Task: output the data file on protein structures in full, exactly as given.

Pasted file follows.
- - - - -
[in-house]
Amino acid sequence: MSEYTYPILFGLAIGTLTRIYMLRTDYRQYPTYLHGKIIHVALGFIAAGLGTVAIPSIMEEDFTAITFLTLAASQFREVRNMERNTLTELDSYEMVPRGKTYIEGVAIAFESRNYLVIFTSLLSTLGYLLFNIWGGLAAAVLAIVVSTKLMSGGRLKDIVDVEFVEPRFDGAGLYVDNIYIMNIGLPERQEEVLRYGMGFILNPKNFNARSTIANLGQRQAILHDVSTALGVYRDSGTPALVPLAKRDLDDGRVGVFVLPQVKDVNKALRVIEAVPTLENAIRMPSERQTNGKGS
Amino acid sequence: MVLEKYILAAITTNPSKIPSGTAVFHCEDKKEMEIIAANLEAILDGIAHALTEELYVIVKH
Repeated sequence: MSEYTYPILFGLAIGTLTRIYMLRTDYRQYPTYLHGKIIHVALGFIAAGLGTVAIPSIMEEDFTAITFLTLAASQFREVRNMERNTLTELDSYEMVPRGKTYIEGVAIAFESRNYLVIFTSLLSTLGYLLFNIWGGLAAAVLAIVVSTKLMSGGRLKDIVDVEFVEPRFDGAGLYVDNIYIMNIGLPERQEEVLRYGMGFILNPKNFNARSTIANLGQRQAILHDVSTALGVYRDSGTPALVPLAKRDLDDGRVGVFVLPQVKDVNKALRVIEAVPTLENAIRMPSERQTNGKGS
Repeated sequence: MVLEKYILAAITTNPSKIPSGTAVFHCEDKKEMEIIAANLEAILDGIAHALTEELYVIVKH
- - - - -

[in-house]
Amino acid sequence: MSEYTYPILFGLAIGTLTRIYMLRTDYRQYPTYLHGKIIHVALGFIAAGLGTVAIPSIMEEDFTAITFLTLAASQFREVRNMERNTLTELDSYEMVPRGKTYIEGVAIAFESRNYLVIFTSLLSTLGYLLFNIWGGLAAAVLAIVVSTKLMSGGRLKDIVDVEFVEPRFDGAGLYVDNIYIMNIGLPERQEEVLRYGMGFILNPKNFNARSTIANLGQRQAILHDVSTALGVYRDSGTPALVPLAKRDLDDGRVGVFVLPQVKDVNKALRVIEAVPTLENAIRMPSERQTNGKGS
Amino acid sequence: MVLEKYILAAITTNPSKIPSGTAVFHCEDKKEMEIIAANLEAILDGIAHALTEELYVIVKH
Repeated sequence: MSEYTYPILFGLAIGTLTRIYMLRTDYRQYPTYLHGKIIHVALGFIAAGLGTVAIPSIMEEDFTAITFLTLAASQFREVRNMERNTLTELDSYEMVPRGKTYIEGVAIAFESRNYLVIFTSLLSTLGYLLFNIWGGLAAAVLAIVVSTKLMSGGRLKDIVDVEFVEPRFDGAGLYVDNIYIMNIGLPERQEEVLRYGMGFILNPKNFNARSTIANLGQRQAILHDVSTALGVYRDSGTPALVPLAKRDLDDGRVGVFVLPQVKDVNKALRVIEAVPTLENAIRMPSERQTNGKGS
Repeated sequence: MVLEKYILAAITTNPSKIPSGTAVFHCEDKKEMEIIAANLEAILDGIAHALTEELYVIVKH